A little over a year ago, the site that I play on added a bunch of different freeroll, cashgame, and tourney formats. Playing a bunch of different games has definitely helped me more than it hurt me. Last week I actually ran pretty hot in a mixed game tourney and won it. My worst game is definitely plo, so I gotta play very tight in that level, focusing on survival.

Playing lots of different games forces you to estimate equity in so many new situations, which has to be a good thing for your overall game.

A hidden benefit of playing many different games is that you increase your ability to game select from a wider variety of formats. This has to be good for your overall winrate.
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Old 05-08-2017, 11:13 AM   #5
jeffmray
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Re: Learning multiple forms of poker - pros and cons

Quote:
Originally Posted by DalTXColtsFan View Post
I recently started learning how to shortstack NLHE. Doing so illuminated holes in my LHE game. In shortstack NLHE you have to play super tight and super patient - one could sit there for 4 hours and literally play 2 hands. Playing too many hands because you're bored is suicide.
is 50BB stacks short stack poker?
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Old 05-08-2017, 12:45 PM   #6
DalTXColtsFan
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Re: Learning multiple forms of poker - pros and cons

Quote:
Originally Posted by jeffmray View Post
is 50BB stacks short stack poker?
In my limited understanding so far, I would say that what "short stack poker" really means is that it's a 2-street game - meaning you raise enough before the flop that on the flop you really have only two options - shove or fold.

50bb is typically too high for that. If you raise to, for example, 6bb and get 2 callers, there are only 18bb in the pot on the flop and you have 44bb behind. 44bb would be a MASSIVE overbet there. If you have only 30bb in your stack, then your overbet flop shove is only 24bb, which is still a little high but not ridiculously so.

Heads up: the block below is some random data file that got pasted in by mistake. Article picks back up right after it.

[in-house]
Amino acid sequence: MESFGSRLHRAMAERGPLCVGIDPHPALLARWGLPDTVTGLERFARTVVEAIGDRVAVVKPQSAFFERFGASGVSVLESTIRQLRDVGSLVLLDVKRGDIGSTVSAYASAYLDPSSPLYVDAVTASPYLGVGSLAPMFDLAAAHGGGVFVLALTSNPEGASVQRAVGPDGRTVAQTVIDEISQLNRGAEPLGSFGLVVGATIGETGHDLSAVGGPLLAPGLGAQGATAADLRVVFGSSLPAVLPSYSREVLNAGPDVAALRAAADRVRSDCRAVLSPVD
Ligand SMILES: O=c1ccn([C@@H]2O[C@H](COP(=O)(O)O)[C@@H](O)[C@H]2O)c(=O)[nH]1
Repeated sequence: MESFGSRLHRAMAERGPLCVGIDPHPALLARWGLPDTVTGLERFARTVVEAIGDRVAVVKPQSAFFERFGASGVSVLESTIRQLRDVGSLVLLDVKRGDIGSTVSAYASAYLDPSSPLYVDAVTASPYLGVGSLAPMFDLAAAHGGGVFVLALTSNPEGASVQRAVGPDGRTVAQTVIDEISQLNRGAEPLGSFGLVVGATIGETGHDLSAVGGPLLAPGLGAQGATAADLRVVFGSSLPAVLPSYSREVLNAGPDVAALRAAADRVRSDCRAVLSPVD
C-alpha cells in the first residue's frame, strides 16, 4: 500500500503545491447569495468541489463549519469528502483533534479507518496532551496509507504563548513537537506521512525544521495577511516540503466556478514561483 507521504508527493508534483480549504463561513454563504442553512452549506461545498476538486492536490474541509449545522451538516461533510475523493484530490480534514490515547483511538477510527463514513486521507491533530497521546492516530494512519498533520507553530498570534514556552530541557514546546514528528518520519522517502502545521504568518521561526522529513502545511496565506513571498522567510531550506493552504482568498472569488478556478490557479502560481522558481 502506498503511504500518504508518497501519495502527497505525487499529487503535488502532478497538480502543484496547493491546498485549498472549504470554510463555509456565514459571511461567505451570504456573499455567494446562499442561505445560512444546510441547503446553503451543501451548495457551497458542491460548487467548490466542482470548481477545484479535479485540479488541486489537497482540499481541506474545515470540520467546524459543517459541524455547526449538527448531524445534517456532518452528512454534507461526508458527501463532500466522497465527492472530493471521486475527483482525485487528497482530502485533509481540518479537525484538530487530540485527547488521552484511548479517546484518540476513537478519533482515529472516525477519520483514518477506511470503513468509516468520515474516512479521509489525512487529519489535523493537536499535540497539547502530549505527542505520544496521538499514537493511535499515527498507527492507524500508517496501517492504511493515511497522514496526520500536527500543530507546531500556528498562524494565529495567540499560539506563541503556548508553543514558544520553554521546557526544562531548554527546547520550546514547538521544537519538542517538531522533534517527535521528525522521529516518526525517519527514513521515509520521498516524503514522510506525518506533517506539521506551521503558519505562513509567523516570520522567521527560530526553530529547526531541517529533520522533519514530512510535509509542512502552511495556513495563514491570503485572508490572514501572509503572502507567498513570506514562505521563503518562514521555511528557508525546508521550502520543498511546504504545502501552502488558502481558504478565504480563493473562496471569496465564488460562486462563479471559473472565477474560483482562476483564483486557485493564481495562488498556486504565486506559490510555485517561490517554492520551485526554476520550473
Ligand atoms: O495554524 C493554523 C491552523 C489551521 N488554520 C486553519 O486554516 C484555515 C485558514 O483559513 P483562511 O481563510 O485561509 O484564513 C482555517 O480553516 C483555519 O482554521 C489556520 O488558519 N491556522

Having said THAT, there are a lot of tables where your preflop raises will FREQUENTLY get 4 or 5 callers. In those cases, there will be 30 to 36bb in the pot, so your 44bb overbet shove (starting with a 50bb stack) is not quite so ridiculous.

Of course, if your 6bb raise will get 4 or 5 callers you might as well raise to, say, 8bb or 10bb, and then even 2 or 3 callers sets you up so that your flop overbet shove is not so ridiculous.

Lastly, keep in mind that if you sit down with 50bb and wait for AA-JJ/AK-type hands, you'll probably do nothing but fold for 4 or 5 entire orbits, so your 50bb will dwindle down a bit for you.

Essentially, it's about decisions. The worse a player you are the fewer decisions you want to make and the easier you want those decisions to be. If you're the best player at the table you want the deepest stack at the table because you want everybody to make 4 or 5 decisions per hand, knowing you will make better decisions than they do.

Was that a little more information than what you were looking for?
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Old 05-11-2017, 02:35 AM   #7
6MaxLHE
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Re: Learning multiple forms of poker - pros and cons

I think playing NLHE and LHE is probably only a good idea if you are able to discern the static and dynamic value of hands before and after the flop. In LHE you will often be going to showdown with TPGK. In NLHE frequently going to showdown with top pair and overpair hands is a recipe for going broke quickly. As for possible holes in your game I would start with preflop checkups in both LHE and NLHE. You should be raising QTo on the button in both games regardless of stakes.